Mad at fast track drugs proposal
The British are quite an innovative lot. The UK has contributed in no small way to some major advances in medicine ranging from DNA and test tube babies to CT and MRI scanners. Yet the NHS is said not be be innovative. Dr Grumble is not so sure that this is entirely true. Certainly we were slow to get the scanners we invented but that was at a time when the NHS was very much underfunded. And not all innovative treatments are worth having. We are said to be conservative when it comes to new drugs but that is not necessarily a bad thing. Many new chemical entities are not quite as marvellous as they at first seem and it is not unusual for serious, though rare, adverse drug reactions to become apparent after marketing rather than in the clinical trials. Some drugs just do not live up to the marketing hype and some drugs cost so much for such a minuscule benefit that it is just not reasonable to expect the taxpayer to foot the bill. And it is in dealing with this problem that the NHS has been innovative in requiring NICE to evaluate the value for money of treatments.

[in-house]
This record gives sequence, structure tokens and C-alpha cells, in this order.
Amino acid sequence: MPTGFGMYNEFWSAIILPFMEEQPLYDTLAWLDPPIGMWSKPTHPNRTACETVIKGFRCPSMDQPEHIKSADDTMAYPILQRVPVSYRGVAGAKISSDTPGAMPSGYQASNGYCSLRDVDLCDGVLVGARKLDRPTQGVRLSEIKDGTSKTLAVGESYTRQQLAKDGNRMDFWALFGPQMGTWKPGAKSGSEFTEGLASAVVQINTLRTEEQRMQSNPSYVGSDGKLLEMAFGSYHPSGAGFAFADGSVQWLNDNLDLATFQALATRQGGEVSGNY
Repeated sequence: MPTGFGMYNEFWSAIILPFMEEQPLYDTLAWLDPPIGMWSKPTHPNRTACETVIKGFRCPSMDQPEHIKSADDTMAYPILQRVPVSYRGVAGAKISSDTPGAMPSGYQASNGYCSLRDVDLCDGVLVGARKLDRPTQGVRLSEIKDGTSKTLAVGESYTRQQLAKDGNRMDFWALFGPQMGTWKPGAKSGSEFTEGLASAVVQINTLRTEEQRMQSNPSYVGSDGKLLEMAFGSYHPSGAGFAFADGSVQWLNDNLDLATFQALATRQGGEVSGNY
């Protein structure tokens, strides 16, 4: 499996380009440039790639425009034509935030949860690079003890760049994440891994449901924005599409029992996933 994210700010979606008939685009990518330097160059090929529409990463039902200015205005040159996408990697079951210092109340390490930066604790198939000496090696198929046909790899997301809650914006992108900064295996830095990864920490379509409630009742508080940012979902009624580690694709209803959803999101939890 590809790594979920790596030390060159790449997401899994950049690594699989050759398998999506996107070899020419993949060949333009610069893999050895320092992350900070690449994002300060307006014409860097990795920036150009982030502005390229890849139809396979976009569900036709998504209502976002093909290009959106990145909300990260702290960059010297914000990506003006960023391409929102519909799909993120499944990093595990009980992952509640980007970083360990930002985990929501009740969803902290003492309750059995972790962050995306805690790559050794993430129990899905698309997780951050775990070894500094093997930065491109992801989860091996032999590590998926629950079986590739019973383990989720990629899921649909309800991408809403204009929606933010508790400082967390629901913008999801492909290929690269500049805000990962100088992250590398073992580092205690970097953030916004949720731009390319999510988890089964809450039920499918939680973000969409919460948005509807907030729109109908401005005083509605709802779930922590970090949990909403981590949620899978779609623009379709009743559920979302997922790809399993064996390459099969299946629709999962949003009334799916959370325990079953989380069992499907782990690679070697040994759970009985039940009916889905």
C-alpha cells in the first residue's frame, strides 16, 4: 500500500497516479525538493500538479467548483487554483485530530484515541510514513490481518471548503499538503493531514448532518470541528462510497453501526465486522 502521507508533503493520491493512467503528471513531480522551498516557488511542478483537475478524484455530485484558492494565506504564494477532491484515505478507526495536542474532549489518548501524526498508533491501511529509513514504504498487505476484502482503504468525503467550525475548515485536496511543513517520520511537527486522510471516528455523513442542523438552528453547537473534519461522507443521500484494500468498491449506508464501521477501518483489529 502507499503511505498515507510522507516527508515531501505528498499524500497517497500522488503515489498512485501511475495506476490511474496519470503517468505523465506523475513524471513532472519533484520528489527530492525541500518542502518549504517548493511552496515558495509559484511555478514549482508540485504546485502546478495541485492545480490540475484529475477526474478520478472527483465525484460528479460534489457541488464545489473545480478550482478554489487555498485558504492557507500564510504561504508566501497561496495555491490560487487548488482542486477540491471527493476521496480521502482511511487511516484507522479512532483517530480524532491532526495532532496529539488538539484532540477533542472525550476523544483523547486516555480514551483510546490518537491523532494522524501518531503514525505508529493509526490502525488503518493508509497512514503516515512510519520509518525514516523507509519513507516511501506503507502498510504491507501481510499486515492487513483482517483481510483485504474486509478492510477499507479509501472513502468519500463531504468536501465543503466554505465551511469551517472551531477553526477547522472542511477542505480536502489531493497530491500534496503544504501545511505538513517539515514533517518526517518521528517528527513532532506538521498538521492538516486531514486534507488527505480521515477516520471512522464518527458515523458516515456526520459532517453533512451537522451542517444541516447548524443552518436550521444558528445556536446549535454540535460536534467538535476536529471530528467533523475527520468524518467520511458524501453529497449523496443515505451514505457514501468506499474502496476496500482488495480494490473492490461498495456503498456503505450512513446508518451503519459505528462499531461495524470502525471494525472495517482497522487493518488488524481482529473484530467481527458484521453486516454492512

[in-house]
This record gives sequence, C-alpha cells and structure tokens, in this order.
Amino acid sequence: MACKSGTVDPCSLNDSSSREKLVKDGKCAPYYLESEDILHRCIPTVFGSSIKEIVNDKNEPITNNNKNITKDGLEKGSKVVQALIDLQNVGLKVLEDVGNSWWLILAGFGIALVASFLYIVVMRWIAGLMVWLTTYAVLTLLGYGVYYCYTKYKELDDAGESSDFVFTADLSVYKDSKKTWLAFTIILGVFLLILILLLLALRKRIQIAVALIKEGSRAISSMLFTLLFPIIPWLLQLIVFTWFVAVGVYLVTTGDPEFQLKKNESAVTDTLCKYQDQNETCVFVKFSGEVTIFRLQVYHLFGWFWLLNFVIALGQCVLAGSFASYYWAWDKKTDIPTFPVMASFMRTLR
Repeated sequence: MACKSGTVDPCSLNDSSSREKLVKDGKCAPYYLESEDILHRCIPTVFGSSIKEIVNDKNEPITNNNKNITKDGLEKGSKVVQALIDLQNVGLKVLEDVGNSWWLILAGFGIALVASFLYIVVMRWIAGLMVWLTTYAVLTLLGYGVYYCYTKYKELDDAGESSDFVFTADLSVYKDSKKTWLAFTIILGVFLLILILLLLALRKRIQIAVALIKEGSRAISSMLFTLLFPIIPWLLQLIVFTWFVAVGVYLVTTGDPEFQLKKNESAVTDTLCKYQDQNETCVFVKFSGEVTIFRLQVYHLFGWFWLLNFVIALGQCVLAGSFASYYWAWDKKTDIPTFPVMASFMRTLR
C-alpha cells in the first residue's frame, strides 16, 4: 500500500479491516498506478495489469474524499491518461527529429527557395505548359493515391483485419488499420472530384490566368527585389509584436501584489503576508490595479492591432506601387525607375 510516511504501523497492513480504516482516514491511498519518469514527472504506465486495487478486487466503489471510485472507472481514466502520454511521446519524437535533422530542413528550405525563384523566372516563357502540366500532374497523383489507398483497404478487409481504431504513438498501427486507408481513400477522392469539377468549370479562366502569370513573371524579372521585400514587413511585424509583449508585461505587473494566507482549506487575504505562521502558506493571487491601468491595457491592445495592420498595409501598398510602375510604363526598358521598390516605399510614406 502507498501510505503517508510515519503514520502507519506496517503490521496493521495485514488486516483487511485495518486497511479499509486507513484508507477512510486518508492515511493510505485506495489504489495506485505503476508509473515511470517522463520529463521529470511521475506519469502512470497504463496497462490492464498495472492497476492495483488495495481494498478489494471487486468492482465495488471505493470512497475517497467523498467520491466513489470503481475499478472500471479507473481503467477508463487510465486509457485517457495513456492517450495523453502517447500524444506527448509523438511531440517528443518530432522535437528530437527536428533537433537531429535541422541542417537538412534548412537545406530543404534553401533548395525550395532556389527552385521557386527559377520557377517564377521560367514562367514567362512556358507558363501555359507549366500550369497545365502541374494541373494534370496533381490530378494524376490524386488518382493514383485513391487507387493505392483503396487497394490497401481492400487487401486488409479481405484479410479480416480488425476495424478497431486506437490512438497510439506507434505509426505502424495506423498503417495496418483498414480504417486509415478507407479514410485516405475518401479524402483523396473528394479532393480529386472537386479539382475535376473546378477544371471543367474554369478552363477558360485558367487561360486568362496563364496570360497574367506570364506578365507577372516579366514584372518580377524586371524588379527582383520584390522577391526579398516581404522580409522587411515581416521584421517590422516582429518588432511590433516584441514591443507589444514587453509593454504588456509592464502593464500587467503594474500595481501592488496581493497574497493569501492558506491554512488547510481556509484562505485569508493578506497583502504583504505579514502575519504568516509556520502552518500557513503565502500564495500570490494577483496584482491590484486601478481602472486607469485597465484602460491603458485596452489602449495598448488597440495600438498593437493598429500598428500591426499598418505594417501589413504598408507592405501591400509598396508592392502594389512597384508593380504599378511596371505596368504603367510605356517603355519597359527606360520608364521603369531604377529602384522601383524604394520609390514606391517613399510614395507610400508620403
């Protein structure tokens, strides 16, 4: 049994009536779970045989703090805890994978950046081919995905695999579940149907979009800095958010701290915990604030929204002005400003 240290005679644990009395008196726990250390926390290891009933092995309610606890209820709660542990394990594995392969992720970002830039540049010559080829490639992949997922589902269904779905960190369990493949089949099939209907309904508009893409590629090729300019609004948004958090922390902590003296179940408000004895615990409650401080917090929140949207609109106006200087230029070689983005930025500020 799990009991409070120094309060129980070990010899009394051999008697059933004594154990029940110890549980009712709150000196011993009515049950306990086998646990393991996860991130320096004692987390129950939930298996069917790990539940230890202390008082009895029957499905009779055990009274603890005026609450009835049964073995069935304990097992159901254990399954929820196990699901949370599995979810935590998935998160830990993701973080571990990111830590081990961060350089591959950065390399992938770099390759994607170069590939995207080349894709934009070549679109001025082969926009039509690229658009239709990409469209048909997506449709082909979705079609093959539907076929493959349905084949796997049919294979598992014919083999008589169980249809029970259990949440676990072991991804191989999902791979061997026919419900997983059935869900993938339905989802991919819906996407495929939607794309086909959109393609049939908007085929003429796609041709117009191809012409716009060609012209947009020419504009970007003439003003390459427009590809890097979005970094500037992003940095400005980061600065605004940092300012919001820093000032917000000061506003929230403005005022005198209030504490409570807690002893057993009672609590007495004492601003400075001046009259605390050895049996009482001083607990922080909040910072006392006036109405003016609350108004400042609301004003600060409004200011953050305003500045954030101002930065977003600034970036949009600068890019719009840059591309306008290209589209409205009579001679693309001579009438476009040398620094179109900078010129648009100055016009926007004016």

According to the Guardian:
The pharmaceutical industry has been fiercely critical of Nice since its inception in 1999 because it blocks sales of expensive drugs to the NHS that are of only limited benefit.
How can you be critical of curbing unreasonable spending on medicines? Surely expensive drugs that are of very limited benefit should never have been developed? If the pharmaceutical industry cannot produce drugs that are reasonably cost effective that is their problem and not the taxpayers'.
So, after all the effort put to developing NICE, why is the Office for Life Sciences proposing a system which bypasses current NHS procedures for safeguarding taxpayers money? See if you can work it out. There are clues in the Guardian article.